With an eighth-place overall team finish, the 2008 NCAA appearance marked the Cougars' fourth such outing under LaRiviere's direction. Leading out was the varsity eight's ninth place finish, with the second varsity eight and varsity four coming in eighth in their respective races.
Leading up to their reemergence to the NCAA Championships in 2008, LaRiviere led the Cougars to match their second best Pacific-10 Championship finish all-time, placing third overall. Several key races built the Cougars' success in the 2008 campaign, including varsity eight and second varsity eight finishing second and third, respectively, at the Head of the Oklahoma, wins at the Head of the Lake and against Oregon State, varsity eight placing third at the San Diego Crew Classic, and the fourth-consecutive victory over cross-state rival Washington.
The Cougar varsity and second varsity eight recorded victories over UW in 2007, highlighting a season that ended with a seventh-place finish at the Pac-10 Championships.
In 2006, LaRiviere's rowing team made history by achieving the highest NCAA finish for any women's athletic program in WSU history. At the 2006 NCAA Division I Rowing Championship Regatta in West Windsor, N.J., all three WSU varsity boats posted top five finishes, earning the Cougars a fourth-place team standing.
At the 2006 Pac-10 Championships the WSU varsity eight and varsity four finished second in their respective grand finals, placing the team second overall, and marking the best Pac-10 finish in school history. Other top finishes included the varsity eight's 10th-place overall standing at the prestigious Head of the Charles Regatta in Boston and a victory at the Head of the Lake Regatta in Seattle. The Cougars also recorded wins against Stanford, Tennessee, and Clemson along with two spectacular wins against Washington, only the second and third in program history.
LaRiviere received professional recognition from her coaching peers for her outstanding coaching success in 2006. The Collegiate Rowing Coaches Association named her the West Region Coach of the Year and the Pacific-10 Conference voted her the Women's Rowing Coach of the Year.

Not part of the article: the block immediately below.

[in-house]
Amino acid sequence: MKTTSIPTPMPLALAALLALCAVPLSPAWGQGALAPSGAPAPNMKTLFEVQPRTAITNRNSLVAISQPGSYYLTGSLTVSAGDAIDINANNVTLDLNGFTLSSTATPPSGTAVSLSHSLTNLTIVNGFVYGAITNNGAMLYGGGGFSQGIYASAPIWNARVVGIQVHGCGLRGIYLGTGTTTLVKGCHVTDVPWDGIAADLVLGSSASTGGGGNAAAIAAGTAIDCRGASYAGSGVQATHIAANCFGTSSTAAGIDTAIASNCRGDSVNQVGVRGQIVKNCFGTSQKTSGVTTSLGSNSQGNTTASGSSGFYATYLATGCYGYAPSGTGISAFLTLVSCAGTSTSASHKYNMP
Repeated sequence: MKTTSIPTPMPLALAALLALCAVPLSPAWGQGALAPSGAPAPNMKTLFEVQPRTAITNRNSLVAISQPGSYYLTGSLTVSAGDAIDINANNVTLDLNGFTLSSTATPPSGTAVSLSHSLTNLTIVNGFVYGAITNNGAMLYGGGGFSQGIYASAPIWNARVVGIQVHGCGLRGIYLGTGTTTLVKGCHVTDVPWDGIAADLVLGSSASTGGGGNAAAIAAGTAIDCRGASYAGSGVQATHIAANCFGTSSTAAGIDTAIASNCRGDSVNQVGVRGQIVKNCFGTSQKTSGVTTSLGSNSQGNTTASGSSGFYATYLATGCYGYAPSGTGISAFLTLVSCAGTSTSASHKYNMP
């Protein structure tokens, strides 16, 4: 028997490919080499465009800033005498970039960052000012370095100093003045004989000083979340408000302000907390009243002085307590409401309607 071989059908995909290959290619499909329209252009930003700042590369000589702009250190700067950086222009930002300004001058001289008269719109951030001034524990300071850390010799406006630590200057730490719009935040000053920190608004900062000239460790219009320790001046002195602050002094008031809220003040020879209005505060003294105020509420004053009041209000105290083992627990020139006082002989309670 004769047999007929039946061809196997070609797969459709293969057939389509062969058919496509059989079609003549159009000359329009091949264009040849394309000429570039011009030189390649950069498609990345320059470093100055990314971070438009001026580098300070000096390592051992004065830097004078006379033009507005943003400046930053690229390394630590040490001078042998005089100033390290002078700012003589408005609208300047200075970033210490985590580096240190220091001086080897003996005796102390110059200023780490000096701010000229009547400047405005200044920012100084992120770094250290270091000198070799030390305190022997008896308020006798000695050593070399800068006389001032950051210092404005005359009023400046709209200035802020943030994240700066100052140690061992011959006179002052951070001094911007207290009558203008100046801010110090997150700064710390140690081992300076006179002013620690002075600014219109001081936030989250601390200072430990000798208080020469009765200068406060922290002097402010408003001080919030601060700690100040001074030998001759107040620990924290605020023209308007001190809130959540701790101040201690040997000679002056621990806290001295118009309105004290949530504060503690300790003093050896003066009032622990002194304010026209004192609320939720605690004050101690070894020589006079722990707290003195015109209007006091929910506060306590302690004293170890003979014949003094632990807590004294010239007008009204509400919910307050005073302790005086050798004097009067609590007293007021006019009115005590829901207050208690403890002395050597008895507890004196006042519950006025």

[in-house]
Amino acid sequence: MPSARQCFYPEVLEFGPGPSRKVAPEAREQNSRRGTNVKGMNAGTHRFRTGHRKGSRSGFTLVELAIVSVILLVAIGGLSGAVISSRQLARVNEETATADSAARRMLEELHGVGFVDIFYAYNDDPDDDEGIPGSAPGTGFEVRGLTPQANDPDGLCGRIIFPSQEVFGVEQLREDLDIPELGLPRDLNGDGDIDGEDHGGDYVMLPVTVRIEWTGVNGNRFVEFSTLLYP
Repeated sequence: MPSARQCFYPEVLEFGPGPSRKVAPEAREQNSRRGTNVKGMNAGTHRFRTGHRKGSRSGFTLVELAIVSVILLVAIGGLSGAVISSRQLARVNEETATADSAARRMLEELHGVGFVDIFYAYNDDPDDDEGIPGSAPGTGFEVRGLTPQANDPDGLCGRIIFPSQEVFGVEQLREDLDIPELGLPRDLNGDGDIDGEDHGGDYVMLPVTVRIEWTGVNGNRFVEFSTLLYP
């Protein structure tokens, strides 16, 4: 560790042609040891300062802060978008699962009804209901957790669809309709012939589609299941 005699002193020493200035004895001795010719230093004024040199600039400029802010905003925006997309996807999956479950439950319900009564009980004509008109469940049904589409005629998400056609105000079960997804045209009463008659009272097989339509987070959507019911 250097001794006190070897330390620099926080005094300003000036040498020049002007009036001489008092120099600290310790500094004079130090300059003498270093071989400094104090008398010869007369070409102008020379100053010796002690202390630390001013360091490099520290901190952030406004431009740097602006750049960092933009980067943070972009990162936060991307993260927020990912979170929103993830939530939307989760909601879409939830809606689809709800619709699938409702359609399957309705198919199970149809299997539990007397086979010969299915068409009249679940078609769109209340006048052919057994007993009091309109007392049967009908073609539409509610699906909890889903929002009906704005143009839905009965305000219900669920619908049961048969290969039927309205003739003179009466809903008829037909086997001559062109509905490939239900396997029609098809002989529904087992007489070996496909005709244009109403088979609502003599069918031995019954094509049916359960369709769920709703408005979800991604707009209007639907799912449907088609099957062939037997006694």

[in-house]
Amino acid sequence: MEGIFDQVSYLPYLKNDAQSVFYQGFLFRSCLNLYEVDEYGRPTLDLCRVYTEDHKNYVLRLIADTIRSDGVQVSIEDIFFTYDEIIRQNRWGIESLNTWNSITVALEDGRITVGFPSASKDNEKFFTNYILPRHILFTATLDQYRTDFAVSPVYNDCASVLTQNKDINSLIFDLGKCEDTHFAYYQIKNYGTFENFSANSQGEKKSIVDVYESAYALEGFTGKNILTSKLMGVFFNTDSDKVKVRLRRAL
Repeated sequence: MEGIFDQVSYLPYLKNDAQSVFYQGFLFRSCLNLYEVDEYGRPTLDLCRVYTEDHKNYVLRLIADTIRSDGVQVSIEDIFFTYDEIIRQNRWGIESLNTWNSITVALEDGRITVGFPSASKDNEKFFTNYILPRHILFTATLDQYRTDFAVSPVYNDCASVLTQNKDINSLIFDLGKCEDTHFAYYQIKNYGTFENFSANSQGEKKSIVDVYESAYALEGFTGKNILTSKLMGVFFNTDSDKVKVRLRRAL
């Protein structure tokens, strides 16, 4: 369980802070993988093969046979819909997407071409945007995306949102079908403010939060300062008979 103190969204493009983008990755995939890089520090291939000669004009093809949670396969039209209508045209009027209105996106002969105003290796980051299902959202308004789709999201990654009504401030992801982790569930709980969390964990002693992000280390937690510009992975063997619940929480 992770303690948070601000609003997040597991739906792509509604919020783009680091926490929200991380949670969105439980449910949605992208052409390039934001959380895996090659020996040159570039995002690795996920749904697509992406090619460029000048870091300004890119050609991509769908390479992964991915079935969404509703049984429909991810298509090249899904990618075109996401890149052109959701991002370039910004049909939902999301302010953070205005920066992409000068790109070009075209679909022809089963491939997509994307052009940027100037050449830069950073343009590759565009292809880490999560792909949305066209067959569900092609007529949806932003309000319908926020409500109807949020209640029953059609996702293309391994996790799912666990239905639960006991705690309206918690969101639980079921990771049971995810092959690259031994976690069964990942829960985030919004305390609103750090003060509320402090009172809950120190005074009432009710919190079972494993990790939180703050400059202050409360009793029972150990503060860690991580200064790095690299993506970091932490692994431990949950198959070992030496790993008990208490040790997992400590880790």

In the 2004 season (her second at WSU), LaRiviere guided the Cougars to a ninth overall finish at the NCAA Championships. The Cougars' NCAA appearance was highlighted by the second varsity eight's third-place finish. At the Pac-10 Conference Championships, WSU placed third overall under-scored by a runner-up effort from the second varsity eight squad.
During LaRiviere's first year with the Cougars (2002-03), third-place finishes by the varsity eight and varsity four crews led WSU to a tie for third at the Pac-10 Championships. Those results helped secure the program's first team bid to the NCAA Championships in school history. The Cougars' inaugural trip to the national championships resulted in a 12th-place team finish, which featured a top 10 performance by the varsity four crew.
LaRiviere came to the Palouse after spending eight years at Oregon State University where she served as the recruiting coordinator as well as the women's freshman and novice coach. While at OSU, LaRiviere guided the Beavers' novice eight to a 2002 Pac-10 Conference Championship and the varsity four to a second-place finish. In addition, LaRiviere directed the Beavers' novice eight to respective second and third-place finishes at the Pac-10 Championships in 2000 and 2001 and the varsity four to a second-place effort at the 2001 conference championships.
During LaRiviere's tenure at Oregon State , the women's rowing program posted third-place overall finishes at the Pac-10 Championships in 1998, 2001 and 2002. In addition, the Beavers' varsity eight placed 13th and 15th at the NCAA Championships in 1999 and 2000, respectively.
LaRiviere began her coaching career in 1989 while attending graduate school at the University of Oregon. A native of Alberta, Canada, she went on to coach at the University of Western Ontario and for the London (Ontario) Rowing Club. While in Ontario, she assisted with the Canadian Women's National Team development camps. During the summer of 2001, LaRiviere was an apprentice national rowing team coach in Canada.
A U.S. Rowing Level III certified coach, LaRiviere earned a bachelor's degree in physical education from the University of Calgary (1986), a master's degree in athletic therapy from Oregon (1990), and her Ph.D. in biomechanics from Oregon State (2002).
Her daughter, Alice Jean LaRiviere, was born in August, 2003.
Note: LaRiviere is pronounced La-riv-e-a.